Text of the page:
Access

You are not currently logged in.

Access your personal account or get JSTOR access through your library or other institution:

login

Log in to your personal account or through your institution.

Long-Term Impacts of Goat Browsing on Bush-Clump Dynamics in a Semi-Arid Subtropical Savanna

Alison J. Hester, Peter F. Scogings and Winston S. W. Trollope
Plant Ecology
Vol. 183, No. 2 (2006), pp. 277-290
Published by: Springer
Stable URL: http://www.jstor.org/stable/20146890
Page Count: 14
  • Download ($43.95)
  • Cite this Item
Long-Term Impacts of Goat Browsing on Bush-Clump Dynamics in a Semi-Arid Subtropical Savanna
Preview not available

Abstract

The effects of 16 years of continuous browsing by goats in a South African savanna at stocking rates intended for bush control were compared with plots unbrowsed for the same period of time. Differences in bush-clump density, structure and species composition were recorded. Bush-clump density did not differ between browsed and unbrowsed plots. Within individual bush-clumps, browsing was shown to impact more on structure than species composition, with smaller, shorter bush-clumps, containing fewer species but much greater stem-densities. Although species presence/absence was little affected by browsing, many species showed differences in abundance, growth and location within browsed and unbrowsed bush-clumps. Species reduced in abundance in browsed plots included Cussonia spicata, Ehretia rigida, Grewia occidentalis, Jasminum angulare and Senecio linifolius. Several species showed reduced growth in browsed plots, particularly those located at bush-clump edges. The relatively unpreferred Aloe ferox was a notable exception. Although browsing had little effect on the composition of the main clump founding species, emergents or late arrivals, there were twice as many single plants in browsed plots and emergence of several species was restricted to the middle of bush-clumps. Comparison of our findings with aerial photographic evidence and other literature suggest that browsing alone is unlikely to significantly reduce scrub cover, although it can clearly control further expansion. Combinations of fire and browsing, rather than one factor alone, are considered likely to act fastest and most effectively to significantly reduce or remove scrub cover altogether.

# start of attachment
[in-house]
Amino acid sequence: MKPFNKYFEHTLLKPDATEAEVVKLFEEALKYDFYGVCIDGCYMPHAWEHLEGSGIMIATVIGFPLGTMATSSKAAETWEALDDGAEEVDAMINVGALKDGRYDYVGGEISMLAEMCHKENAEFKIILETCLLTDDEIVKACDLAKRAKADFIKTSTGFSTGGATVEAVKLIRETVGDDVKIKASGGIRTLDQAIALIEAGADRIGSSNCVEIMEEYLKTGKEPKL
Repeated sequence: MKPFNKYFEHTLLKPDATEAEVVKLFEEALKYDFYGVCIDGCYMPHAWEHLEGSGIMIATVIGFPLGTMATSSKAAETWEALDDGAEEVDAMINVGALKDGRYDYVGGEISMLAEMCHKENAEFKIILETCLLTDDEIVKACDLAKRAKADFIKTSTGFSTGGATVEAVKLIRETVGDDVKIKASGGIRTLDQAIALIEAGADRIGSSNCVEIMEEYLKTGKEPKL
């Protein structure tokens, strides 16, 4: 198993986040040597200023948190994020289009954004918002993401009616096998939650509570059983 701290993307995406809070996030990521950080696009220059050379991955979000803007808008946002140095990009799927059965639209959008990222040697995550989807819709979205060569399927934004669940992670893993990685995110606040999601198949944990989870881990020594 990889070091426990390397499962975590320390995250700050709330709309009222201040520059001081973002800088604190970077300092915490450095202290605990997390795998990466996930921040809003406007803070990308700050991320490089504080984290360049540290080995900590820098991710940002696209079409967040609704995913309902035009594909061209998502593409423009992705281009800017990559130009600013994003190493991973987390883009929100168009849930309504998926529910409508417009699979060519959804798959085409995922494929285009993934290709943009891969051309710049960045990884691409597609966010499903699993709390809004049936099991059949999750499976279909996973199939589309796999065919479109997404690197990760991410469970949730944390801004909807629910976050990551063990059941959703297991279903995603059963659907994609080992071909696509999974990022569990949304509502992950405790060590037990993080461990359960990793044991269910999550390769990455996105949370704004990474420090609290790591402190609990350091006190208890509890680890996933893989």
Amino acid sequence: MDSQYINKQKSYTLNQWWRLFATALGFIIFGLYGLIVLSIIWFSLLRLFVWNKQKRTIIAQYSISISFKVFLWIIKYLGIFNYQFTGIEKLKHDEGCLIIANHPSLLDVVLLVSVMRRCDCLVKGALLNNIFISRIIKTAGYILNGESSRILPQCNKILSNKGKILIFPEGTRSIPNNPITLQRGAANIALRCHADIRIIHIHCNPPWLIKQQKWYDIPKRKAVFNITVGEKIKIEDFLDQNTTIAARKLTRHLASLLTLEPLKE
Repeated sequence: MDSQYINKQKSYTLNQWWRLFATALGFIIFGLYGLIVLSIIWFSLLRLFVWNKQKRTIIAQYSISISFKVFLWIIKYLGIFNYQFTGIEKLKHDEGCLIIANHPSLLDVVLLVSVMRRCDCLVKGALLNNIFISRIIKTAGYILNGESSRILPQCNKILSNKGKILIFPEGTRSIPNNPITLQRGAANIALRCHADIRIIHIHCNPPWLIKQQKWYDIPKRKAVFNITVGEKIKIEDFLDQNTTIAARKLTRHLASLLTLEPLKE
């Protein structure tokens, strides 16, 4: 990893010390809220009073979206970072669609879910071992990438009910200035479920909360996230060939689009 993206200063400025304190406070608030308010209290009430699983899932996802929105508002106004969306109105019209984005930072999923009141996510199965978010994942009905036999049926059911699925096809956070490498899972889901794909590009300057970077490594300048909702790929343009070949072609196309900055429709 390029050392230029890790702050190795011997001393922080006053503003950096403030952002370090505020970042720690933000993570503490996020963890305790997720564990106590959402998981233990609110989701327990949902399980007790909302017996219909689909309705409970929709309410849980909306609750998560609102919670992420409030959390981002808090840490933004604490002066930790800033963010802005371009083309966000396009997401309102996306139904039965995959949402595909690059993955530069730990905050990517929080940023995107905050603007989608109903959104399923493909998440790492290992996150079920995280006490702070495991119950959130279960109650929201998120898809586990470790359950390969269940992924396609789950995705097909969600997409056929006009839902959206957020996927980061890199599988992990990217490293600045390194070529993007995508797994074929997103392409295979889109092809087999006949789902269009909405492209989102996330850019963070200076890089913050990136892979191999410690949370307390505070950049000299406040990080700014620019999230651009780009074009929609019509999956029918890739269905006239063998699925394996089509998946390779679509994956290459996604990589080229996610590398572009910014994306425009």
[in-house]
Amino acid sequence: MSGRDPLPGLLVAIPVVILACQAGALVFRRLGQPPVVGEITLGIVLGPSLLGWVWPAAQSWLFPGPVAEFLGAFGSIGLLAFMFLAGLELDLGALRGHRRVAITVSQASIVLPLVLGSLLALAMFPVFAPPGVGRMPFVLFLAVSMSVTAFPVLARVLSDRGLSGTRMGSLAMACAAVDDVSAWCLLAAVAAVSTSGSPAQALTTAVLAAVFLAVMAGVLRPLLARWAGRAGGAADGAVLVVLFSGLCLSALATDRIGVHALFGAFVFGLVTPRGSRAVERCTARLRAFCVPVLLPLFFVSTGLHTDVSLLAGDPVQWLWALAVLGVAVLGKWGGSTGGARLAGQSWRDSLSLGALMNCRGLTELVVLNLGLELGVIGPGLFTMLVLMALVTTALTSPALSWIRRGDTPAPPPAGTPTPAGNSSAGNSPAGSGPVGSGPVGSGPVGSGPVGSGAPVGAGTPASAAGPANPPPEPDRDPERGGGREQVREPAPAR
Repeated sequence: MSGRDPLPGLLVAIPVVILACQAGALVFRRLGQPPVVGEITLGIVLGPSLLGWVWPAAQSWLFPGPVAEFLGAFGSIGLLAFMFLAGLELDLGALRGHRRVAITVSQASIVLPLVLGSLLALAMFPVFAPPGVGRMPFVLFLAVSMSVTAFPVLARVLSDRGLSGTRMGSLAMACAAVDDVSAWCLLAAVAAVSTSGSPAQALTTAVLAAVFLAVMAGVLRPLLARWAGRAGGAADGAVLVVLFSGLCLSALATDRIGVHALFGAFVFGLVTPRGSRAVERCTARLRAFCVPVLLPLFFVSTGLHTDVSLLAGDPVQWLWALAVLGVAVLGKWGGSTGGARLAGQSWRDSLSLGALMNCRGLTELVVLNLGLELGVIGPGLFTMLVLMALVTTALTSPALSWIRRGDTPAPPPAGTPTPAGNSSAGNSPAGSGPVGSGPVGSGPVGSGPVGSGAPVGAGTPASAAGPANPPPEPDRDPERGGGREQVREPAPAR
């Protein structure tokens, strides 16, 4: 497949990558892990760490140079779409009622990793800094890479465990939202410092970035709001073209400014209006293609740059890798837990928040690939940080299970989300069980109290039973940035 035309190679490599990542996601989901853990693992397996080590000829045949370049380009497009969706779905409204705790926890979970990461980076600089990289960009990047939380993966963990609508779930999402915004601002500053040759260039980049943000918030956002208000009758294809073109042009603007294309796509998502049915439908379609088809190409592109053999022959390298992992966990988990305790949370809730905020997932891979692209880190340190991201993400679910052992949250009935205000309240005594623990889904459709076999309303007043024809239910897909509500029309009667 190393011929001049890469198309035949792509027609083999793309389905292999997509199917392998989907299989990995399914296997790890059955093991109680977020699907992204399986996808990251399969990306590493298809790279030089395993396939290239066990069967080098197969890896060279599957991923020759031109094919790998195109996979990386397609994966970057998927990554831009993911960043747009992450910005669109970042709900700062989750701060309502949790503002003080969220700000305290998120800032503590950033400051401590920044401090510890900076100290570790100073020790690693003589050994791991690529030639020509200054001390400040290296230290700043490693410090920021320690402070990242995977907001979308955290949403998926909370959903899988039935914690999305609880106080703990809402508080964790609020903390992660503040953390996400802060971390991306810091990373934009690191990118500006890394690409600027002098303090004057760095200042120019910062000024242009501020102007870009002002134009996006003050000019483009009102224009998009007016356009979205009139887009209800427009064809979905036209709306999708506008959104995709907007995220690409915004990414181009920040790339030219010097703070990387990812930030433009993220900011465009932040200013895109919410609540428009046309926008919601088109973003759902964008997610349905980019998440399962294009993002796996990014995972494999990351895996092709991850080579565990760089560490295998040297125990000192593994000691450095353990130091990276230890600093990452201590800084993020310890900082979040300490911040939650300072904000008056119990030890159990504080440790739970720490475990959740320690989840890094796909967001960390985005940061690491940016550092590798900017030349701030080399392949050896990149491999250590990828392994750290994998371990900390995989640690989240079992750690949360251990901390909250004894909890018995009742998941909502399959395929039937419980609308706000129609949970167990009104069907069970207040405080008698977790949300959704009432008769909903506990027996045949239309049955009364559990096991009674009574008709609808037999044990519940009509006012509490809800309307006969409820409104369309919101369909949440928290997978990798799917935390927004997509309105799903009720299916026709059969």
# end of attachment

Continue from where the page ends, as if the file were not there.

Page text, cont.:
Page Thumbnails

  • Thumbnail: Page 
[277]
    [277]
  • Thumbnail: Page 
278
    278
  • Thumbnail: Page 
279
    279
  • Thumbnail: Page 
280
    280
  • Thumbnail: Page 
281
    281
  • Thumbnail: Page 
282
    282
  • Thumbnail: Page 
283
    283
  • Thumbnail: Page 
284
    284
  • Thumbnail: Page 
285
    285
  • Thumbnail: Page 
286
    286
  • Thumbnail: Page 
287
    287
  • Thumbnail: Page 
288
    288
  • Thumbnail: Page 
289
    289
  • Thumbnail: Page 
290
    290